For the evaluation of the system effectiveness, we used the CLEF Ad Hoc WSD-Robust dataset derived from the English CLEF data, which comprises corpora from “Los An- geles Times” and “Glasgow Herald”, amounting to 166,726 documents and 160 topics in English and Spanish. The relevance judgments were taken from CLEF. The goal of the evaluation was to prove that the combination of three indexing levels outperforms a single level. In particular, that adding the entity level increases the effectiveness of the search with respect to the keyword and meaning lev- els. To evaluate system effectiveness, different runs were performed by exploiting a single level at a time, or a combi- nation of two or more levels. Each experiment is identified by the names of the used levels. To measure retrieval per- formance, we adopted Mean-Average-Precision (MAP) and Geometric-Mean-Average-Precision (GMAP) calculated by trec eval 0.8.1, a simple program supplied by the Text RE- trieval Conference organizers3, on the basis of 1,000 retrieved items per request. Table 1 shows the results for each run, with an overview on the exploited features.

The results confirm our hypothesis: named entity recogni- tion, in conjunction with an IR model capable of expressing semantics, can greatly improve the retrieval performance.

If evaluated individually, the entity level does not yield to satisfactory results. This result is due to the presence of topics in which no entity was recognized. Conversely, when

3http://trec.nist.gov/trec eval/

Table 1: Results of the performed experiments


Keyword (K) 0.192 0.041 Meaning (M) 0.188 0.035 K+M 0.220 0.057 Entity (E) 0.134 0.006 K+E 0.220 0.048 M+E 0.228 0.054 K+M+E 0.252 0.076

search is performed by making use of multiple levels, the entity level is able to improve performance even on those (difficult) topics for which few relevant documents are re- turned. This result suggests that named entities play a key role in increasing the number of retrieved relevant results previously ignored. Specifically, considering the experiment K+M+E where we used all three levels, an improvement of 14.5% in the MAP and 33.3% in the GMAP was observed.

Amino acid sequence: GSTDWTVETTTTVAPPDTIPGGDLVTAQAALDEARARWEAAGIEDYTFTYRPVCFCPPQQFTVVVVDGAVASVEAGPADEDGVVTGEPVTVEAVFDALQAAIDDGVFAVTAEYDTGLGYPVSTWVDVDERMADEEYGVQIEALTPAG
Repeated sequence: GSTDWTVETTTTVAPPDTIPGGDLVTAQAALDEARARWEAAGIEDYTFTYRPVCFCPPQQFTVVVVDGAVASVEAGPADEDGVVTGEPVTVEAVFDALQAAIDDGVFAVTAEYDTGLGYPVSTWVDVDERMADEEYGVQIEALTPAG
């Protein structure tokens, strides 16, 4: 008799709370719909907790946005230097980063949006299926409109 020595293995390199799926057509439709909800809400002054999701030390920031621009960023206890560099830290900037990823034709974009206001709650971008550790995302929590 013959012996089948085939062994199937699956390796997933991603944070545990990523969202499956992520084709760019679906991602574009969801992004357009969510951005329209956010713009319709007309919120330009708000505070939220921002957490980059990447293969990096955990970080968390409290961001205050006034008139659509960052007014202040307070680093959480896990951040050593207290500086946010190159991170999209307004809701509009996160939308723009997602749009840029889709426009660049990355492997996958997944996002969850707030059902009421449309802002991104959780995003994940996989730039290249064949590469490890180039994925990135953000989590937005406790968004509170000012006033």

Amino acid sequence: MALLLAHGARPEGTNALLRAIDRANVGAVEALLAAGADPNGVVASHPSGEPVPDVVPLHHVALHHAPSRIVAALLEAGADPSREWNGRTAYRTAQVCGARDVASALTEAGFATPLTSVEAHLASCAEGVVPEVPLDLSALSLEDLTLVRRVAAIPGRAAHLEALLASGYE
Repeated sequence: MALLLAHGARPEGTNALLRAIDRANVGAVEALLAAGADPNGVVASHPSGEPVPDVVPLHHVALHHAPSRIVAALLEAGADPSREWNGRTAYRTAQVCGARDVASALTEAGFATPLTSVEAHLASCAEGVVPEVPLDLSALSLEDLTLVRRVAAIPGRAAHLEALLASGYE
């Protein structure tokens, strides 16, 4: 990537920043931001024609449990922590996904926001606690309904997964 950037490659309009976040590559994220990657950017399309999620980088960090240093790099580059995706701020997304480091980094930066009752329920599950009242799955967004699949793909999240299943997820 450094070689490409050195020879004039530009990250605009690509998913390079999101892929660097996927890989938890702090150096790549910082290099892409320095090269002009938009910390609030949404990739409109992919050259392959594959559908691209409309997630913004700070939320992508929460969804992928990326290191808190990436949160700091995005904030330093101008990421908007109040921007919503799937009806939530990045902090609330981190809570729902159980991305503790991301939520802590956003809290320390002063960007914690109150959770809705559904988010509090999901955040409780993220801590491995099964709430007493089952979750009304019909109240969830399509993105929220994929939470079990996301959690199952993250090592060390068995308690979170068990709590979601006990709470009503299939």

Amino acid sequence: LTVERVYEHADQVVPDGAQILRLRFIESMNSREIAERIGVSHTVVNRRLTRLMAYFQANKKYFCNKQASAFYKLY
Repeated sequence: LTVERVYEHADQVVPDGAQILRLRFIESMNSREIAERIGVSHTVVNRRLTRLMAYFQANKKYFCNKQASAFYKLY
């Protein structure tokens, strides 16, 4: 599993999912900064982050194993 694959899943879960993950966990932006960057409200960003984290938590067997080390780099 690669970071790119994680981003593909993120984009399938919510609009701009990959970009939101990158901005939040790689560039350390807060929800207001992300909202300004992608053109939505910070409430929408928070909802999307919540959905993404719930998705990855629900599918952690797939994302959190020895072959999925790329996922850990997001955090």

Generally speaking, we noted an overall improvement in all the experiments that used the entity level, compared to the equivalent experiments in which that level was not exploited.


[1] E. Agirre, G. M. Di Nunzio, N. Ferro, T. Mandl, and C. Peters. CLEF 2008: Ad Hoc Track Overview. In Working notes for the CLEF 2008 Workshop, 2008.

[2] P. Basile, A. Caputo, A. L. Gentile, M. Degemmis, P. Lops, and G. Semeraro. Enhancing Semantic Search using N-Levels Document Representation. In

S. Bloehdorn, M. Grobelnik, P. Mika, and D. T. Tran, editors,Proceedings of the Workshop on Semantic Search (SemSearch 2008) at the 5th European Semantic Web Conference (ESWC 2008), Tenerife, Spain, June 2nd, 2008, volume 334 ofCEUR Workshop Proceedings, pages 29–43. CEUR-WS.org, 2008.

[3] A. Caputo, P. Basile, and G. Semeraro. Boosting a semantic search engine by named entities. In J. Rauch, Z. W. Ras, P. Berka, and T. Elomaa, editors,ISMIS - Foundations of Intelligent Systems, 18th International Symposium, ISMIS 2009, Prague, Czech Republic, September 14-17, 2009. Proceedings, volume 5722 of Lecture Notes in Computer Science, pages 241–250.

Springer, 2009.

[4] R. Grishman and B. Sundheim. Message understanding conference-6: A brief history. InCOLING, pages 466–471, 1996.

[5] E. F. Tjong Kim Sang and F. De Meulder. Introduction to the CoNLL-2003 Shared Task:

Language-Independent Named Entity Recognition. In W. Daelemans and M. Osborne, editors,Proceedings of CoNLL-2003, pages 142–147. Edmonton, Canada, 2003.

[6] D. Widdows and K. Ferraro. Semantic Vectors: A Scalable Open Source Package and Online Technology Management Application. InProceedings of the 6th International Conference on Language Resources and Evaluation (LREC 2008), 2008.